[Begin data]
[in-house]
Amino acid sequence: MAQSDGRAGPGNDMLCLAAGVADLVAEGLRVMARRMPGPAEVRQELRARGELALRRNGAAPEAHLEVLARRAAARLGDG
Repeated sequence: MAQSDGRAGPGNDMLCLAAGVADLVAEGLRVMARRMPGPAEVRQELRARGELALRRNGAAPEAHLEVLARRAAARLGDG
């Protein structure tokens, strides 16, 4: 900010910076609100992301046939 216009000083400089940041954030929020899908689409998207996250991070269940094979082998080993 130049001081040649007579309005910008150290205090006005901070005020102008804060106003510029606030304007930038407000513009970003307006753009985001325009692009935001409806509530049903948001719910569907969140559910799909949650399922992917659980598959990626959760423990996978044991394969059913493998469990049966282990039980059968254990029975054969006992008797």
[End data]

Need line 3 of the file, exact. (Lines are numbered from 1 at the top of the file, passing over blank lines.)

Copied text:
Repeated sequence: MAQSDGRAGPGNDMLCLAAGVADLVAEGLRVMARRMPGPAEVRQELRARGELALRRNGAAPEAHLEVLARRAAARLGDG